Activities

Kilauea: The Birth of Igneous Rock

Name: _________________________________       Date: _____________

Igneous rocks are those that formed from magma or lava. Most of the igneous rocks we see on the surface were "born" inside the Earth millions of years ago. But new igneous rock is forming all the time. Hawaii's Kilauea volcano is a great place to see this process in action.

In this activity, you'll go on a virtual tour of Kilauea. Along the way, you'll learn about the volcano's features and history as well as some interesting things about volcanoes in general.

  1. You'll begin your visit of Kilauea with a Tour of the Summit Caldera. Look at the number-coded trail map. The trail goes in a counter-clockwise direction around the rim of Kilauea's caldera. Before you take the tour, learn the difference between craters and calderas. How is a caldera different from a crater?
  2. You'll also need to know about the Types of Igneous Rocks. How do igneous rocks form?
  3. What's the difference between extrusive (or volcanic) and intrusive (or plutonic) igneous rocks?
  4. Return to the trail map. How does the size of the crater (at View 15) compare to that of the caldera?
  5. The ground in View 3 shows part of a lava flow. What is a lava flow?
  6. The volcanoes of Hawaii have two different kinds of lava. The first is `a`a (pronounced "ah-ah"). Describe this kind of lava.
  7. The other type of lava is pahoehoe. How is this type different from a'a?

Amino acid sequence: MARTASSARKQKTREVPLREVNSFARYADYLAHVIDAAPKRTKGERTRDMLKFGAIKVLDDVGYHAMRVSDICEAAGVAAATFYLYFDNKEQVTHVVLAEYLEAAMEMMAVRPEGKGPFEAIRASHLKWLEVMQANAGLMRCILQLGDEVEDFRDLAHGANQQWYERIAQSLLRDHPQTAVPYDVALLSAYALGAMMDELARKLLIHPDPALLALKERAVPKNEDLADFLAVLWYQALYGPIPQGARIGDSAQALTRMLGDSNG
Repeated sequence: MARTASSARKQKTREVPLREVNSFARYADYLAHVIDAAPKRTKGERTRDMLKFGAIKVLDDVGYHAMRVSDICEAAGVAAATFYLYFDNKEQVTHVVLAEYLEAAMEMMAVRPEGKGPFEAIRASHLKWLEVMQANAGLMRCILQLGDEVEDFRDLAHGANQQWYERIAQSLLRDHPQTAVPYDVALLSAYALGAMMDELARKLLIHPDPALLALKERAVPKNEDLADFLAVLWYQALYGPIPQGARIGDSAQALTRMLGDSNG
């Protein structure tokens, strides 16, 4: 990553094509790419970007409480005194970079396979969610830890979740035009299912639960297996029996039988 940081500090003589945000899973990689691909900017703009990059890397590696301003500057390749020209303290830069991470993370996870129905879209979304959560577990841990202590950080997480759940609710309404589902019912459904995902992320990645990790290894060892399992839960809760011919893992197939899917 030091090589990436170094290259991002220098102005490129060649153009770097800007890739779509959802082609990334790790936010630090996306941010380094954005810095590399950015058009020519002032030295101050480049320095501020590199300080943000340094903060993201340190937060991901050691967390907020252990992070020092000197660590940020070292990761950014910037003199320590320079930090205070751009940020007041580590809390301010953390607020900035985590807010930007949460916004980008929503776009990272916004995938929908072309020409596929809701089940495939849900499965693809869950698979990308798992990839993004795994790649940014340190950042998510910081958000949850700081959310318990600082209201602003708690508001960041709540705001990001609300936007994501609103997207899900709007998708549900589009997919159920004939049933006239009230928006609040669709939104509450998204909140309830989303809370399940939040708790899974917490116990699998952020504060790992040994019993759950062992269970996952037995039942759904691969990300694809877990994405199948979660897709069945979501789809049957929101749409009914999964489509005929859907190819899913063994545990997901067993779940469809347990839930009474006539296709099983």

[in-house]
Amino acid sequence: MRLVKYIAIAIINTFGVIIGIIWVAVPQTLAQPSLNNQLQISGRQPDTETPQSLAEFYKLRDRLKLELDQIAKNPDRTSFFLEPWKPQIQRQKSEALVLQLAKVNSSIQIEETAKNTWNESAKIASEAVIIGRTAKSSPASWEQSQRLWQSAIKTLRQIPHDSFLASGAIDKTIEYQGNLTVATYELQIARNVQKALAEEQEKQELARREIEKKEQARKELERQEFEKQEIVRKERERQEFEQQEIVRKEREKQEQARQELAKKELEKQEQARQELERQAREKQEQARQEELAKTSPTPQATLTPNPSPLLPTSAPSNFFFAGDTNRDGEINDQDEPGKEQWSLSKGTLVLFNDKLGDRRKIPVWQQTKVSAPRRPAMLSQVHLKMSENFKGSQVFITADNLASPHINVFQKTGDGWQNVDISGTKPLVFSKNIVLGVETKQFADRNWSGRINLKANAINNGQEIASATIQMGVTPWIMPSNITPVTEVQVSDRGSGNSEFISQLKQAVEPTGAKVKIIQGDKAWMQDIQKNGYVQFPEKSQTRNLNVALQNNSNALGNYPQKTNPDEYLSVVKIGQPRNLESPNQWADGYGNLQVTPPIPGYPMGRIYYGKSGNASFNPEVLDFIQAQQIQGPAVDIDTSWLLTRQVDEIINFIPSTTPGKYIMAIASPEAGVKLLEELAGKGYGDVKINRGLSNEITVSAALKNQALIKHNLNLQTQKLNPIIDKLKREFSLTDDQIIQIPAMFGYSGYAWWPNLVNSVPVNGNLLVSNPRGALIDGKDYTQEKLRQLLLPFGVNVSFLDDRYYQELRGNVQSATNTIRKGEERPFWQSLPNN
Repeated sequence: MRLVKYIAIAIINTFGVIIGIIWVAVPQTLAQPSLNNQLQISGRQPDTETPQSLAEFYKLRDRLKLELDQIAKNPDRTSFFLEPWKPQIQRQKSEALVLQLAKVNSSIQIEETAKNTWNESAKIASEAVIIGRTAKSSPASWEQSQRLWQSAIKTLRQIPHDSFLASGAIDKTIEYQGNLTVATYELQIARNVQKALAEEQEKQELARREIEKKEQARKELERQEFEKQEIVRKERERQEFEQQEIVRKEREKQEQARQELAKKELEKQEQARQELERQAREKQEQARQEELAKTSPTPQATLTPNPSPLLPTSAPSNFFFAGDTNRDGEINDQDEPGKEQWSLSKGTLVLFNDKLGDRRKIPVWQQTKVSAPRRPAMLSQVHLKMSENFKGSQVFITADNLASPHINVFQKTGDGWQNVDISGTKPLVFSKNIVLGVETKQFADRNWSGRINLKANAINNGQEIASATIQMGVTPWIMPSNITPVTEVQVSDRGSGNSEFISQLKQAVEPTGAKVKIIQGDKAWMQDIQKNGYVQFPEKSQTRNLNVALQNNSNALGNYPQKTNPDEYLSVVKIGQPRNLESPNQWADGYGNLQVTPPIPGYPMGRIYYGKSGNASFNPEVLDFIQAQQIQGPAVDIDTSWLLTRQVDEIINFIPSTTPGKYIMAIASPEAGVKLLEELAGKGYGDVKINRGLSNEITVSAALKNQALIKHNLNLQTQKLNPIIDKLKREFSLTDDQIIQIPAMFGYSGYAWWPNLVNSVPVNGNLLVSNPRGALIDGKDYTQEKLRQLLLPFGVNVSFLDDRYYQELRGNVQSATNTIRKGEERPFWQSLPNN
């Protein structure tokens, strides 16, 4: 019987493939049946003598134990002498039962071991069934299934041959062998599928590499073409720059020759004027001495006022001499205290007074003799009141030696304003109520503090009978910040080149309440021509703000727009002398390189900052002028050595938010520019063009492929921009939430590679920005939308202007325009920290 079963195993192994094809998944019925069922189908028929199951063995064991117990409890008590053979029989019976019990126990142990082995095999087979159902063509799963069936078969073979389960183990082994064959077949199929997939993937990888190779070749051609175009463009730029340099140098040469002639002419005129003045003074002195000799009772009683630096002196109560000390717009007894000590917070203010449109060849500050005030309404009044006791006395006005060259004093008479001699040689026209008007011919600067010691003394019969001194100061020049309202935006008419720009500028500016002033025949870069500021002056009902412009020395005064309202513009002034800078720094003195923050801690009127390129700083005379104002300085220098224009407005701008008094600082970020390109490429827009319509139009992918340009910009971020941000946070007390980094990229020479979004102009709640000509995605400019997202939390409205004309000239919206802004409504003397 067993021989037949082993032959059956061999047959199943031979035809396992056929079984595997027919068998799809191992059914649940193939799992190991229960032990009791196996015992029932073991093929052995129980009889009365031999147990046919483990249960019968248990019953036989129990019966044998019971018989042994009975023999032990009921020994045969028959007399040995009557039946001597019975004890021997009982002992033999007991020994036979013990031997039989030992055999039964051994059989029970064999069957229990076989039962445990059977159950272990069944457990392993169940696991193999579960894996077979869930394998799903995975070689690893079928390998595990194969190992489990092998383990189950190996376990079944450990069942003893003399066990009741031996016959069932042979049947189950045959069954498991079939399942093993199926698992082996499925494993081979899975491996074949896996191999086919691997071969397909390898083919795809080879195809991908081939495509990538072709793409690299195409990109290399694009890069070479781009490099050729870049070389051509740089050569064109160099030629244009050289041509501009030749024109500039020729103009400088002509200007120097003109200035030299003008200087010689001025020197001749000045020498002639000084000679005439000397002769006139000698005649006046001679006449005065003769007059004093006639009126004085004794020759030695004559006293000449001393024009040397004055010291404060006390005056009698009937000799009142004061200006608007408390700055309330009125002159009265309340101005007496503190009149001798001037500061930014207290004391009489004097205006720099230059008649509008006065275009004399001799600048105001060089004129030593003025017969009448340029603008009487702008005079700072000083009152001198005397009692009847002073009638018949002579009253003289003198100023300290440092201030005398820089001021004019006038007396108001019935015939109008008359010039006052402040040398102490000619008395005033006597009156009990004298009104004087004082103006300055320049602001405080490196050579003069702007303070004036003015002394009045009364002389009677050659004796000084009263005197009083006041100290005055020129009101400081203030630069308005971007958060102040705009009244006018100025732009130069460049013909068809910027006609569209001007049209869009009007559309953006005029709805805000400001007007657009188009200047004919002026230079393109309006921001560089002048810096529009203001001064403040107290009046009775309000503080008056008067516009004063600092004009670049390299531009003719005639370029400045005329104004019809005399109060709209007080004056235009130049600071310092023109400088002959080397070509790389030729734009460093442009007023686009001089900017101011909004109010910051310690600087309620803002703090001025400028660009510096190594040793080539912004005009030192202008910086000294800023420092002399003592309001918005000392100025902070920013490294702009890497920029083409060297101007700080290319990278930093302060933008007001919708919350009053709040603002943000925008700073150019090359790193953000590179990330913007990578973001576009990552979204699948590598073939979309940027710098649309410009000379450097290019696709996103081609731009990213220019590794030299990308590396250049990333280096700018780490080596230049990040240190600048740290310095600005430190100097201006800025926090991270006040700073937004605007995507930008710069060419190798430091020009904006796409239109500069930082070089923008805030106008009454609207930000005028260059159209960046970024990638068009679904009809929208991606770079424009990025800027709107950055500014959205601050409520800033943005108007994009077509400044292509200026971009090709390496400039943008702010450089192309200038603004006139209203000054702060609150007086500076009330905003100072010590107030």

8. Return to the tour and go to View 7. Kilauea is a great example of a type of volcano known as a shield volcano. Describe how a shield volcano looks.
  9. Explain why shield volcanoes look the way they do.
  10. Go back to the tour and continue to View 11. What is a fissure?
  11. Continue on to View 14 then click the link for part 2 of the tour. Keep going to View 23. Notice how lush the landscape is. Form a hypothesis as to why volcanic soil is a great place for trees and other plants to grow.
  12. Keep "walking" to View 25. Describe a spatter cone and cinder cone.
  13. Your last stop on the tour is View 26, where there's evidence of an earthquake at Kilauea. Suggest a reason why earthquakes frequently occur at volcanoes.
  14. Next, you'll journey back in time to find out about Kilauea's eruption history. How long ago was the volcano's earliest eruption?
  15. Have Kilauea's eruptions been gentle, explosive, or both? Give support for your answer.
  16. Finally, you'll see what's currently going on at Kilauea with an eruption update. Summarize the latest Kilauea activity.